Classical Literature on Screen
Affinities of Imagination
- Author: Martin M. Winkler, George Mason University, Virginia
Martin M. Winkler argues for a new approach to various creative affinities between ancient verbal and modern visual narratives. He examines screen adaptations of classical epic, tragedy, comedy, myth, and history, exploring, for example, how ancient rhetorical principles regarding the emotions apply to moving images and how Aristotle's perspective on thrilling plot-turns can recur on screen. He also interprets several popular films, such as 300 and Nero, and analyzes works by international directors, among them Pier Paolo Pasolini (Oedipus Rex, Medea), Jean Cocteau (The Testament of Orpheus), Mai Zetterling (The Girls), Lars von Trier (Medea), Arturo Ripstein (Such Is Life), John Ford (westerns), Alfred Hitchcock (Psycho), and Spike Lee (Chi-Raq). The book demonstrates the undiminished vitality of classical myth and literature in our visual media, as with screen portrayals of Helen of Troy. It is important for all classicists and scholars and students of film, literature, and history.Read more
- Interprets adaptations of major classical authors from Homer to Heliodorus by important and popular American and European filmmakers
- Focuses on the ways in which ancient texts and their screen adaptations evoke comparable emotions and employ comparable plot situations and stylistic emphases
- Accessible to students and researchers alike through an avoidance of jargon and translations of all foreign-language texts
Reviews & endorsements
'In an era in which people seem to live eternally in the moment, books such as Classical Literature on Screen are required reading. Revealing his encyclopedic knowledge of both classical literature and classic (as well as contemporary) film, Winker looks at work from Pier Paolo Pasolini's and Jean Cocteau's visions of Oedipus and Pasolini's and Lars von Trier's interpretations of Medea to Spike Lee's update of Aristophanes' Lysistrata in his film Chi-Raq. The result is a book that constantly surprises and delights the reader. Here, Alfred Hitchcock meets Aristotelian poetics, John Ford is seen as the US's Virgil, and the film 300 is thoroughly dissected in a chapter titled 'Fascinating Ur-Fascism' (a nod to Susan Sontag). Winkler's readings are just as informed with classical antiquity as they are with the techniques of CGI in contemporary film, and his writing is lively and accessible. Illustrated throughout with an excellent series of stills, this is a fascinating, thrilling, continually surprising book.' Choice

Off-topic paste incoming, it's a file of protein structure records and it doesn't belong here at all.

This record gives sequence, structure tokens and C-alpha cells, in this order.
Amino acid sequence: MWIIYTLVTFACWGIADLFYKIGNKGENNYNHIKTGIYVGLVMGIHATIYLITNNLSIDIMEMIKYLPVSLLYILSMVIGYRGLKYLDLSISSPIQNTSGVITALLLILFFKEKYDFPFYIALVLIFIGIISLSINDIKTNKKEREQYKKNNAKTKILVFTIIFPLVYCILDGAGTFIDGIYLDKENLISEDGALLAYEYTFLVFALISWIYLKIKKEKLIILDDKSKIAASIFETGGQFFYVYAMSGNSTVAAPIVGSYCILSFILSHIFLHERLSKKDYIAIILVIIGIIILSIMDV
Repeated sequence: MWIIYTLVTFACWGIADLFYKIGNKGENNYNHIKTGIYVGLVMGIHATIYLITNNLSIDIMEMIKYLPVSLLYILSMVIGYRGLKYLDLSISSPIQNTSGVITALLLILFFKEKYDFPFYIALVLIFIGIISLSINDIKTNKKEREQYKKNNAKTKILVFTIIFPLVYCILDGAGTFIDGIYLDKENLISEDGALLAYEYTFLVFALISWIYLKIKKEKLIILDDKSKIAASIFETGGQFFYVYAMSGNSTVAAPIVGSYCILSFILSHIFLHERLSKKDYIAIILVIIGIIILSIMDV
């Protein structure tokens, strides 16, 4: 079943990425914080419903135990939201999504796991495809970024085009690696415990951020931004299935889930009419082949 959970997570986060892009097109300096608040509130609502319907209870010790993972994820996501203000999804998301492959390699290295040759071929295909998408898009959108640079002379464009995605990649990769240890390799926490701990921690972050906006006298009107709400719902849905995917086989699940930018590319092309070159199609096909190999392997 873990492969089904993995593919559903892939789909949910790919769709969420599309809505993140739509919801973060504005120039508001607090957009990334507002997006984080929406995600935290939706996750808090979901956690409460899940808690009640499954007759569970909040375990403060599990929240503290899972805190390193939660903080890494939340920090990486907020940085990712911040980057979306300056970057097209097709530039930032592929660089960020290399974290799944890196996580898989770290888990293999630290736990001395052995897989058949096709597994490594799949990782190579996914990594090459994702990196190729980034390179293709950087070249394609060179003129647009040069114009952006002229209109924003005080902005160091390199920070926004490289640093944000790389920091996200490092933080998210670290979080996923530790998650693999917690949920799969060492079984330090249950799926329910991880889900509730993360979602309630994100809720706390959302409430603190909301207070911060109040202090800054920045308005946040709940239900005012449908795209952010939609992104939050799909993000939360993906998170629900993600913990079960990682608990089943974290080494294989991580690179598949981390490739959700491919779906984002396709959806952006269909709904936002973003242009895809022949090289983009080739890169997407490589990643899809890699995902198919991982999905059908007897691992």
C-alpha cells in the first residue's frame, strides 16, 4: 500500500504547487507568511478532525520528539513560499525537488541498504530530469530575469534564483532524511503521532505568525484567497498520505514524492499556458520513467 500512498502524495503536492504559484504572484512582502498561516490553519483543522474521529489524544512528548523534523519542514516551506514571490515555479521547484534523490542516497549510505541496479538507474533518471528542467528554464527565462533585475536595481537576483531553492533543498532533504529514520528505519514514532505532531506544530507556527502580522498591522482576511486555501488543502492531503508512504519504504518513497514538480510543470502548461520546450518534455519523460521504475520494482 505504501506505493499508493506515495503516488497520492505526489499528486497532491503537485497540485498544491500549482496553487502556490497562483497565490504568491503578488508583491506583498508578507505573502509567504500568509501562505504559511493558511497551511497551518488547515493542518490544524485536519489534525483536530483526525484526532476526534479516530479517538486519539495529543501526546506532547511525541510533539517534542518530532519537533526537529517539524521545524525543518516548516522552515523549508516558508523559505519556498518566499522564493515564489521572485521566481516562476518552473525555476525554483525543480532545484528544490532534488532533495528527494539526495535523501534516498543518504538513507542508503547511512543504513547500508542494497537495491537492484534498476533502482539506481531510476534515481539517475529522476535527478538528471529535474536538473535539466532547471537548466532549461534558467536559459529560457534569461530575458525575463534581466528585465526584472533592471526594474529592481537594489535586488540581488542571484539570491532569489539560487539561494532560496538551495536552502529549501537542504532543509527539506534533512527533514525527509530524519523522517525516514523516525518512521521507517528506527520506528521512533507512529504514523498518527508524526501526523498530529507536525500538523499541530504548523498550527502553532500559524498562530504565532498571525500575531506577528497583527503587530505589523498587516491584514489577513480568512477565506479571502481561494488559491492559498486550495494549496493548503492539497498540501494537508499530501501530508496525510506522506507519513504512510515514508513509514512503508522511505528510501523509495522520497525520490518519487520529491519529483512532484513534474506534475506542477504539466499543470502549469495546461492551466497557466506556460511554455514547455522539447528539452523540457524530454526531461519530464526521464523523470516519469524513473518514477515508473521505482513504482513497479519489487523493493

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- Date Published: August 2017
- format: Adobe eBook Reader
- isbn: 9781108129084
- contains: 54 b/w illus.
- availability: This ISBN is for an eBook version which is distributed on our behalf by a third party.
Table of Contents
Part I. Creative Affinities: Ancient Texts and Modern Images:
1. The classical sense of cinema and the cinema's sense of antiquity
2. Pasolini's and Cocteau's Oedipus: no quarrel of the ancients and the moderns in the cinema age
Part II. Elective Affinities: Tragedy and Comedy:
3. Medea's infanticide: how to present the unimaginable
4. Striking beauty: Aristophanes' Lysistrat
Part III. Non-Elective Affinities: Plot and Theme:
5. 'More striking': Aristotelian poetics in Achilles Tatius, Heliodorus, and Alfred Hitchcock
6. John Ford, America's Virgil
Part IV. Counter-Affinities: Ideological and Narrative Distortions of History:
7. Fascinating ur-fascism: the case of 300
8. Good Nero
or, the best intentions
Part V. Aesthetic Affinities: portraits of ladies:
9. Regal beauties in Franco Rossi's films of the Odyssey and Aenid
10. Helen of Troy: is this the face that launched a thousand films?
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